Eventually you’ll be left with a beautiful looking, smooth floor and can feel pretty smug about having saved yourself a decent wad of cash. However, you don’t want to be leaving those floorboards naked for long because they’re very sensitive beings and will damage easily, particularly if they’re pine like our floors. So, next step is to treat the floor – we opted to varnish ours.

For more info, here’s a great article by Little House on the Corner with more info about DIY floor sanding.


  • Dust sheets
  • Floor sander with coarse, medium and fine sanding sheets
  • Edging sander with coarse, medium and fine sanding sheets
  • Corner sander with coarse, medium and fine sanding sheets
  • Ear plugs
  • Goggles
  • Gloves
  • Face mask
  • Knee pads
  • Hammer
  • Nail punch
  • Hoover
  • If filling gaps:
    • Wood slivers
    • PVA
    • Chisel
    • Hacksaw
    • Wood filler
Getting on the ladder

Deciding what your ‘dream home’ looks like

I’d love an indoor pool, tennis courts and dedicated mancave but it’s not going to happen. So by dream home, I mean a place that fulfils all genuine needs and as many wants as possible. It took us bloody ages to decide what we were after but from this convoluted and misguided process, we learnt that the right way to do it would be as follows.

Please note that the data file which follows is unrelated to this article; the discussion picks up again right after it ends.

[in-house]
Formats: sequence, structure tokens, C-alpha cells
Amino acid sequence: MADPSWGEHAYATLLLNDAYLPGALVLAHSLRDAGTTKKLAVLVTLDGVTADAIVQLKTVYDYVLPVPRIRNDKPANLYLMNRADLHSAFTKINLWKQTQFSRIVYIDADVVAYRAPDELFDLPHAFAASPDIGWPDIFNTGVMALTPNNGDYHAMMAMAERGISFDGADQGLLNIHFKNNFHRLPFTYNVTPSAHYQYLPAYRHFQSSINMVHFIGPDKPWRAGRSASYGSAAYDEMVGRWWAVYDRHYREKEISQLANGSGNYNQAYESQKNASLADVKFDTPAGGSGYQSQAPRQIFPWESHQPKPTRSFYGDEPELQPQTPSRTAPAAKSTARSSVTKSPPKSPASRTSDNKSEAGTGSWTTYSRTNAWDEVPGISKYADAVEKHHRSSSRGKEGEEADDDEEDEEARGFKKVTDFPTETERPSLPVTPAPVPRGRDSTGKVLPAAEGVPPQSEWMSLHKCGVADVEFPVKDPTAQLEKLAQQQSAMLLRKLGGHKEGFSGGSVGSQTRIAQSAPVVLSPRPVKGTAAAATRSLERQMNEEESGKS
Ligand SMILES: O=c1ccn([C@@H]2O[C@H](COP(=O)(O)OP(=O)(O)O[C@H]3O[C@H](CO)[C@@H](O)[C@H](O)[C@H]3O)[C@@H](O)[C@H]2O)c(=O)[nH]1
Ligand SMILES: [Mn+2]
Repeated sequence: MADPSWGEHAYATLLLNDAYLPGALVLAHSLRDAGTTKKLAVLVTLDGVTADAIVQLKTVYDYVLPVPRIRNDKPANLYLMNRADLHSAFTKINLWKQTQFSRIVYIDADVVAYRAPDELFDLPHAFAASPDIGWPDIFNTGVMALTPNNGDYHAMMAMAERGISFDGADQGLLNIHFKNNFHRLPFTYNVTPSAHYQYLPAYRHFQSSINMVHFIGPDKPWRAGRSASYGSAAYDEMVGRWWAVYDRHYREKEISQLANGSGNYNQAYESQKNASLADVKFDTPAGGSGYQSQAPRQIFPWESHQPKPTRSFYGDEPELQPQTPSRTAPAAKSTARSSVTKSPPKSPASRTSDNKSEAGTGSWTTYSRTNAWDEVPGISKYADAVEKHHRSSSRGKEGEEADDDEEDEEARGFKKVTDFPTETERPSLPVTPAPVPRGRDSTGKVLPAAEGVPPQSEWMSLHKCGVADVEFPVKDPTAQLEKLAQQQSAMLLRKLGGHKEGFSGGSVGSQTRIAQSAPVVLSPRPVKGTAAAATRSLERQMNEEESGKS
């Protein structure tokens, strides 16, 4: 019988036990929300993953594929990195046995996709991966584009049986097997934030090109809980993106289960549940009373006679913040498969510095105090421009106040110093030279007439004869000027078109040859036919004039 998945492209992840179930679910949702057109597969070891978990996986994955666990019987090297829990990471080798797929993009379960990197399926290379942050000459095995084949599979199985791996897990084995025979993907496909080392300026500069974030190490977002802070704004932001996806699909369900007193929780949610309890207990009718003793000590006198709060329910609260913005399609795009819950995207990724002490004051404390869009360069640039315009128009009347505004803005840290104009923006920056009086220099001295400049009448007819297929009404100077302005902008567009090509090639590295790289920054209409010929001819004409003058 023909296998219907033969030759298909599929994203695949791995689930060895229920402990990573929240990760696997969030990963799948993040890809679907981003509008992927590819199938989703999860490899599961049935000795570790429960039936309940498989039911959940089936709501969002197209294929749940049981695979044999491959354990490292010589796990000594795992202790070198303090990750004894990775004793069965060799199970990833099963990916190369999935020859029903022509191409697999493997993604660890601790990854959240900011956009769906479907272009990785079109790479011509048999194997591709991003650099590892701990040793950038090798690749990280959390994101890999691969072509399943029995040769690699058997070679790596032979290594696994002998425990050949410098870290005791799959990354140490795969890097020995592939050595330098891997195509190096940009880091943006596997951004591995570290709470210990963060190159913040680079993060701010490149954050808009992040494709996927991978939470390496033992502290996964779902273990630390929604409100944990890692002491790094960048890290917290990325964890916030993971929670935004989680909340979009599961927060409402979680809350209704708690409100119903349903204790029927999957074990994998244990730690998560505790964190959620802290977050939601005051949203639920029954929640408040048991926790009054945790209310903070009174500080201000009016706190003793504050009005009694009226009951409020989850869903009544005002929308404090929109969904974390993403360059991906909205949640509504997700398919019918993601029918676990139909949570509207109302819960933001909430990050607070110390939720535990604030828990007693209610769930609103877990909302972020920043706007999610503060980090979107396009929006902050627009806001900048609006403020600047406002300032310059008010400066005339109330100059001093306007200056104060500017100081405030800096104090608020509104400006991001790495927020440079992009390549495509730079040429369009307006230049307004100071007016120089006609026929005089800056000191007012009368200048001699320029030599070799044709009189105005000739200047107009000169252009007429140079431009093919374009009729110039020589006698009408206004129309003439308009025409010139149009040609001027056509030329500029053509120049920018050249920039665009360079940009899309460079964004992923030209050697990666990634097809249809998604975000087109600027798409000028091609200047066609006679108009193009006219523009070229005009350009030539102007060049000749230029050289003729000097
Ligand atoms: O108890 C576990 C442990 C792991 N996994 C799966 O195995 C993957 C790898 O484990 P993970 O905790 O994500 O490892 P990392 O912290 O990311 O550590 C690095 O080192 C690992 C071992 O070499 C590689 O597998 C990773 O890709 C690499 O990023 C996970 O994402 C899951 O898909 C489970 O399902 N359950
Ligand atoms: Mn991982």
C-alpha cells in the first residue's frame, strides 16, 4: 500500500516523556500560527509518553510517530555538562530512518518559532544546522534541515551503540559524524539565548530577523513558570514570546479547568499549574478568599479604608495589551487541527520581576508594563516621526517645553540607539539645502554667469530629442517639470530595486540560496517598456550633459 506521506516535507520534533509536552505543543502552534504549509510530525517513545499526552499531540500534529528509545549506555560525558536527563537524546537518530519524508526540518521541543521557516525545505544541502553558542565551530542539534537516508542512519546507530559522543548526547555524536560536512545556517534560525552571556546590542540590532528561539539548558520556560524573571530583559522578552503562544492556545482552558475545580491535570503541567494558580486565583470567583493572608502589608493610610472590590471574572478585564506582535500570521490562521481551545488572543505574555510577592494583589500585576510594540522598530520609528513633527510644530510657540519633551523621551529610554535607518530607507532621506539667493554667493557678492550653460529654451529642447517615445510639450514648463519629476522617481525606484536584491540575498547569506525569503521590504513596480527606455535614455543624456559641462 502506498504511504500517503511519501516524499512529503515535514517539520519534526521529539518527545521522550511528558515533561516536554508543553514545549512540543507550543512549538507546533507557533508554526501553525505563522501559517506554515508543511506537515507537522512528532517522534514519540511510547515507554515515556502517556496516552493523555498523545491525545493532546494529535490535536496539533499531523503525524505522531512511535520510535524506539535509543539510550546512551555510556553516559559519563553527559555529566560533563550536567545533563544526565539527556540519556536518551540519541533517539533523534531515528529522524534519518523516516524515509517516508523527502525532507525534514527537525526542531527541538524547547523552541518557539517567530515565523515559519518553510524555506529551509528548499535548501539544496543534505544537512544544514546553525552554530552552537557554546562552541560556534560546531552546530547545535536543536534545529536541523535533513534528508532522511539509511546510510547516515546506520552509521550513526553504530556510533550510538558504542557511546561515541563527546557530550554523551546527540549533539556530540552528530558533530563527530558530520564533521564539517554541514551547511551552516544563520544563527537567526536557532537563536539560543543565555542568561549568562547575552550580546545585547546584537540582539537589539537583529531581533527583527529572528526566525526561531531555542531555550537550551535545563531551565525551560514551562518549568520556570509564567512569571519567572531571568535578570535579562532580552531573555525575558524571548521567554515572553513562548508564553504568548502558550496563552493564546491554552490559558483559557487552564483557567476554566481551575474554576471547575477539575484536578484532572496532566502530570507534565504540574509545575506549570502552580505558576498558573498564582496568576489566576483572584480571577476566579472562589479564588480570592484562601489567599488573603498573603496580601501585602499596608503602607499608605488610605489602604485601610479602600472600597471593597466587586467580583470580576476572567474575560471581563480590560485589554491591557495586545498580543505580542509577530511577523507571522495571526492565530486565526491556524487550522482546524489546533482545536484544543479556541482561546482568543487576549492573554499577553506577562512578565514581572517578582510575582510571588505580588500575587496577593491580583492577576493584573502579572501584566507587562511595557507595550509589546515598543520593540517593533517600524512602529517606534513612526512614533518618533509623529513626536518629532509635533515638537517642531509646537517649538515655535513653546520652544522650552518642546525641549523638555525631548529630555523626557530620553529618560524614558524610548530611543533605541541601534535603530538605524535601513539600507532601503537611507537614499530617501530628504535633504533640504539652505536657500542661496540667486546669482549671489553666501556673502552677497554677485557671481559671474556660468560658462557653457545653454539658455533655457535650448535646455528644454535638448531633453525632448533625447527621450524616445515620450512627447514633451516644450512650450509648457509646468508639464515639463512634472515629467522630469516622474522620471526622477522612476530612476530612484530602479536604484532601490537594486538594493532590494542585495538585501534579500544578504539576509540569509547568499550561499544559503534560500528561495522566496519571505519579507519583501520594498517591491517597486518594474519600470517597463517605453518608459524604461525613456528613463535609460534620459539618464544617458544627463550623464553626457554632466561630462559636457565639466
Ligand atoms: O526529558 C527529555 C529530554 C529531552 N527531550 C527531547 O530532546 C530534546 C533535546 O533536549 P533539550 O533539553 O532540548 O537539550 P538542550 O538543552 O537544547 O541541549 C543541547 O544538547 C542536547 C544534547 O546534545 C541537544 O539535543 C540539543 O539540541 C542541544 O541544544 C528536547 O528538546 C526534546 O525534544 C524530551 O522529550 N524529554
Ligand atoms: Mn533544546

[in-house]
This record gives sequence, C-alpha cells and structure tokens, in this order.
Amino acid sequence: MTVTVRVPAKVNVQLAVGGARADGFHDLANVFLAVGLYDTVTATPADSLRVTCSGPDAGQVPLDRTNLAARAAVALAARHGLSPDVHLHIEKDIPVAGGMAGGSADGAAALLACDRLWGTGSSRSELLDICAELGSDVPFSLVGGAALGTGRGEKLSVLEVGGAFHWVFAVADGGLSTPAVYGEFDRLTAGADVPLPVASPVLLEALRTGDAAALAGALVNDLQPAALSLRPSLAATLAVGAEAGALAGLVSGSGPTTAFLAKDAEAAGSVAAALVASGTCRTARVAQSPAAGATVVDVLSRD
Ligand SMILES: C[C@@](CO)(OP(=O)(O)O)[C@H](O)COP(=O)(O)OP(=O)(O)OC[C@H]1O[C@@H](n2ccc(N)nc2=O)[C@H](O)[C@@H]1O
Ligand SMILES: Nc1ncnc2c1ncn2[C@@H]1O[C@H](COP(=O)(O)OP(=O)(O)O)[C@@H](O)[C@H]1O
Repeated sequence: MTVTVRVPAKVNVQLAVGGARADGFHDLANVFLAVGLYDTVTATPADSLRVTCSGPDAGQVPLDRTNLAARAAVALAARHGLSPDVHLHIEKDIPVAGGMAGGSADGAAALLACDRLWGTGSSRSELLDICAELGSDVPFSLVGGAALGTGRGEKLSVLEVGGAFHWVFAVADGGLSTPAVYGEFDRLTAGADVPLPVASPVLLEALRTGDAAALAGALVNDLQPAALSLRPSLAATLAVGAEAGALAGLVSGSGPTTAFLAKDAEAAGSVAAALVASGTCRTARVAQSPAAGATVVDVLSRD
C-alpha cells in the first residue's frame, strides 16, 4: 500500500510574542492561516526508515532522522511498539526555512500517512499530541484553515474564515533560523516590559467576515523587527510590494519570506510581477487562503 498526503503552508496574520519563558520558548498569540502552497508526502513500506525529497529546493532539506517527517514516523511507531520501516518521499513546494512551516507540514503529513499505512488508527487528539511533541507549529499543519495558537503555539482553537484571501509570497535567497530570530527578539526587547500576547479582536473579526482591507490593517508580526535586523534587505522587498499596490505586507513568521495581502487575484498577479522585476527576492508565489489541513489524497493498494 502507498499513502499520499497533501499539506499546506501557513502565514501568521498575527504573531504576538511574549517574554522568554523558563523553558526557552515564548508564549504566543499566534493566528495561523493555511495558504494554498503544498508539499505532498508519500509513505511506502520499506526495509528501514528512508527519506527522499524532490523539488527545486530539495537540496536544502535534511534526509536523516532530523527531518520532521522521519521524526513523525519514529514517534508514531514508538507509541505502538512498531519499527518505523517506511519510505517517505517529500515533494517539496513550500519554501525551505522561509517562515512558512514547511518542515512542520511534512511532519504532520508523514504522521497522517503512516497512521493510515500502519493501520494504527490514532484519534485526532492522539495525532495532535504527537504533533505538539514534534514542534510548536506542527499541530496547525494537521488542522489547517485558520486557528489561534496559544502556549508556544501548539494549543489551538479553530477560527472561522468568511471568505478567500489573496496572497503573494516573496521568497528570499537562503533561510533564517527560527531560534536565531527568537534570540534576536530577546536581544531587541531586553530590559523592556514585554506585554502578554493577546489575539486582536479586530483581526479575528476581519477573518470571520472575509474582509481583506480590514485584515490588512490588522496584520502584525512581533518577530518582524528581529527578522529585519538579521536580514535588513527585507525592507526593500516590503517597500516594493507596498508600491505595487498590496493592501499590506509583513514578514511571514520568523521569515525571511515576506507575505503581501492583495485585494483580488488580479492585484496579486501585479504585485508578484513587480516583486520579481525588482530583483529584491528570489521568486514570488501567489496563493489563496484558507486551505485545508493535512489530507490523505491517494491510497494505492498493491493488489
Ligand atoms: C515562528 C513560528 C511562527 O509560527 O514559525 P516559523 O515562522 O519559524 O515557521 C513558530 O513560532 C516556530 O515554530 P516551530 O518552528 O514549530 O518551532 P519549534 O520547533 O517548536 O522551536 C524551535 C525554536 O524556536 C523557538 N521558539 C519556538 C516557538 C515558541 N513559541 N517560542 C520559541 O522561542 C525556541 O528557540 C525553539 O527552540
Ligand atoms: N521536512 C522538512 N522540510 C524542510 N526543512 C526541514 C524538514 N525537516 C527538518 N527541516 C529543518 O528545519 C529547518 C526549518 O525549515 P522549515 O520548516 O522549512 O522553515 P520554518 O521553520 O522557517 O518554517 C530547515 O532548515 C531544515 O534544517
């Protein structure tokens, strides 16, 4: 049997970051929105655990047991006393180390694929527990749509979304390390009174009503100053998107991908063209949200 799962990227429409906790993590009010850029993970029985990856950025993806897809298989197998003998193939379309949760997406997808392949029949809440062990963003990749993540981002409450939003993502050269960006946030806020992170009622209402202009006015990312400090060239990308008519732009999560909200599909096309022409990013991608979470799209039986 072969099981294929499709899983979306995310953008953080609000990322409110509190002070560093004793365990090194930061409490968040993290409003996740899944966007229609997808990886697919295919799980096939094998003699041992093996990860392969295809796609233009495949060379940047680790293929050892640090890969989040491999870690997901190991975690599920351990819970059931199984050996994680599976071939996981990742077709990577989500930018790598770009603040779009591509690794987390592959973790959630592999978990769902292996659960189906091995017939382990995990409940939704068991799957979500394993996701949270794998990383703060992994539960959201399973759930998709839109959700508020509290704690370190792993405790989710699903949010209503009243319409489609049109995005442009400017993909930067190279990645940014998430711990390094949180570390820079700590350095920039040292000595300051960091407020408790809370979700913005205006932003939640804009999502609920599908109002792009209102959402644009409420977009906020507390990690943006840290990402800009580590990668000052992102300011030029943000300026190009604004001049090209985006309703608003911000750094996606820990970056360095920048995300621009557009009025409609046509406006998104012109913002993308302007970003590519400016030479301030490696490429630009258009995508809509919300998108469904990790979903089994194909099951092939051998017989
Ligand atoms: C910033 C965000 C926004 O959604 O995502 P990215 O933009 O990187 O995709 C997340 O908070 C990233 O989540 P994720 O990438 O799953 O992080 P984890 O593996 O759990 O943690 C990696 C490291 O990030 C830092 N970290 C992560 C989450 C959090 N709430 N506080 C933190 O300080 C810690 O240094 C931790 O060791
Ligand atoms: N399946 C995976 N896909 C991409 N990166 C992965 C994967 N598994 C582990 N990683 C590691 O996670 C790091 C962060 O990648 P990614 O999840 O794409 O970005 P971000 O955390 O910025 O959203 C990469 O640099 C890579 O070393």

#1 | What might the future hold?

Pretty big question to start off with but it’s so important to confront it as it will define what you need from your home. If you’re single and just want to get on the ladder, it might be that you just want a place to crash every night that’s within a 20 min walk of work with a living room big enough for a ring of fire sesh. If you’re looking to settle down and start a family, then today’s needs are very different from those of 5-years-older you so you may want to factor in number of bedrooms, outdoor space and even being near good schools. It’s obvious stuff but easily overlooked so don’t forget to think about future you. We agreed that our first place needed to be at least 5-year-proof, which meant having min. 3 bedrooms and some outdoor space were musts.

#2 | View loads of places, even before you’re in a position to buy

Some people think it’s cheeky, estate agents definitely hate it, but viewing houses to work out what’s important to you before you’re actually in a position to buy a house is MASSIVELY helpful. There’s no substitute for getting out there and seeing places. It may sound daft but we started viewing houses about 18 months before we could buy! Other than it being quite a fun hobby, it allowed us to be specific about what we needed, wanted, didn’t want, and definitely wanted to avoid. For example, the first place we viewed had very little natural light and no off-street parking, both of which we realised were really important to us. Then the next house had a big ol’ open plan living/kitchen area which we loved, so that became a big want.